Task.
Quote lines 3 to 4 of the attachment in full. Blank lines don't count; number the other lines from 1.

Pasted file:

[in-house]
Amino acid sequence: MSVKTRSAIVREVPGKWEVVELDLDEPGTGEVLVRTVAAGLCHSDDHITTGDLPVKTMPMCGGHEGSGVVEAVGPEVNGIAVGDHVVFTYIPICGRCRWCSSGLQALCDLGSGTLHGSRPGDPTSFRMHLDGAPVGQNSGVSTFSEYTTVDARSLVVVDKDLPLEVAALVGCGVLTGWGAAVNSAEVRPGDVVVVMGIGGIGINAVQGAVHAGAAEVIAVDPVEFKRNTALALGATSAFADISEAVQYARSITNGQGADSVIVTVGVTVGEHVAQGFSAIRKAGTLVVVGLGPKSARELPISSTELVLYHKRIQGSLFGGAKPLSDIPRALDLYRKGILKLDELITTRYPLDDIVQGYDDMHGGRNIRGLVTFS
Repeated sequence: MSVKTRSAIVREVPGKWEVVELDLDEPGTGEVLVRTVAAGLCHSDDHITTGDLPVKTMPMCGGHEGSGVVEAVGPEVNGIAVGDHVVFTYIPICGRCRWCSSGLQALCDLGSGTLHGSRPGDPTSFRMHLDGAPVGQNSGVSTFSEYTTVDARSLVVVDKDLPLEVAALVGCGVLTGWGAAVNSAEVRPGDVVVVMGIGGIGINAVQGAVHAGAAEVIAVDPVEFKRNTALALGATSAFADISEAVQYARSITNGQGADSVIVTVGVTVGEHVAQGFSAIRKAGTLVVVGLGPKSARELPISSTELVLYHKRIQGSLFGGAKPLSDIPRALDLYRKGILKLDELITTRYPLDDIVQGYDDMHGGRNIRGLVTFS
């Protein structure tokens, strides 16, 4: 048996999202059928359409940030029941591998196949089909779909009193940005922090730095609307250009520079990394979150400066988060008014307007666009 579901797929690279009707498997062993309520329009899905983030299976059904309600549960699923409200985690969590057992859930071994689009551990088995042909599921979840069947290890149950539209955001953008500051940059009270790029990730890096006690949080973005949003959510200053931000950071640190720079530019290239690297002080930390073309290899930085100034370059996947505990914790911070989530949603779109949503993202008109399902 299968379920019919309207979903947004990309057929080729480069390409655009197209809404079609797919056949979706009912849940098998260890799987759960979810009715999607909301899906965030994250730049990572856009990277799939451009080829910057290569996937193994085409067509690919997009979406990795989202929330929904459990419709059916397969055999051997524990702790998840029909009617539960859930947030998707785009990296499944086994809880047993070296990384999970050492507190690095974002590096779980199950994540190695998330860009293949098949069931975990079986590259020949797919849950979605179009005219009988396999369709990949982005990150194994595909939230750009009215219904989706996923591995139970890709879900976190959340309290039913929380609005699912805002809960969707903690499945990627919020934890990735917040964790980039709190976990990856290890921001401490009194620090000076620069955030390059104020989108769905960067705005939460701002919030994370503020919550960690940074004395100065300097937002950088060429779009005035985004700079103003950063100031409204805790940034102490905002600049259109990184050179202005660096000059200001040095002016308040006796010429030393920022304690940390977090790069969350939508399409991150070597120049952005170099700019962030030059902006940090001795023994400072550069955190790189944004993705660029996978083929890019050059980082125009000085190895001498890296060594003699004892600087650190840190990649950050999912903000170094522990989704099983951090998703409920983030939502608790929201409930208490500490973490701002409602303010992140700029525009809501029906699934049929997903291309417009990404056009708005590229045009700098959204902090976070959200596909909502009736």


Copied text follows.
Repeated sequence: MSVKTRSAIVREVPGKWEVVELDLDEPGTGEVLVRTVAAGLCHSDDHITTGDLPVKTMPMCGGHEGSGVVEAVGPEVNGIAVGDHVVFTYIPICGRCRWCSSGLQALCDLGSGTLHGSRPGDPTSFRMHLDGAPVGQNSGVSTFSEYTTVDARSLVVVDKDLPLEVAALVGCGVLTGWGAAVNSAEVRPGDVVVVMGIGGIGINAVQGAVHAGAAEVIAVDPVEFKRNTALALGATSAFADISEAVQYARSITNGQGADSVIVTVGVTVGEHVAQGFSAIRKAGTLVVVGLGPKSARELPISSTELVLYHKRIQGSLFGGAKPLSDIPRALDLYRKGILKLDELITTRYPLDDIVQGYDDMHGGRNIRGLVTFS
């Protein structure tokens, strides 16, 4: 048996999202059928359409940030029941591998196949089909779909009193940005922090730095609307250009520079990394979150400066988060008014307007666009 579901797929690279009707498997062993309520329009899905983030299976059904309600549960699923409200985690969590057992859930071994689009551990088995042909599921979840069947290890149950539209955001953008500051940059009270790029990730890096006690949080973005949003959510200053931000950071640190720079530019290239690297002080930390073309290899930085100034370059996947505990914790911070989530949603779109949503993202008109399902 299968379920019919309207979903947004990309057929080729480069390409655009197209809404079609797919056949979706009912849940098998260890799987759960979810009715999607909301899906965030994250730049990572856009990277799939451009080829910057290569996937193994085409067509690919997009979406990795989202929330929904459990419709059916397969055999051997524990702790998840029909009617539960859930947030998707785009990296499944086994809880047993070296990384999970050492507190690095974002590096779980199950994540190695998330860009293949098949069931975990079986590259020949797919849950979605179009005219009988396999369709990949982005990150194994595909939230750009009215219904989706996923591995139970890709879900976190959340309290039913929380609005699912805002809960969707903690499945990627919020934890990735917040964790980039709190976990990856290890921001401490009194620090000076620069955030390059104020989108769905960067705005939460701002919030994370503020919550960690940074004395100065300097937002950088060429779009005035985004700079103003950063100031409204805790940034102490905002600049259109990184050179202005660096000059200001040095002016308040006796010429030393920022304690940390977090790069969350939508399409991150070597120049952005170099700019962030030059902006940090001795023994400072550069955190790189944004993705660029996978083929890019050059980082125009000085190895001498890296060594003699004892600087650190840190990649950050999912903000170094522990989704099983951090998703409920983030939502608790929201409930208490500490973490701002409602303010992140700029525009809501029906699934049929997903291309417009990404056009708005590229045009700098959204902090976070959200596909909502009736």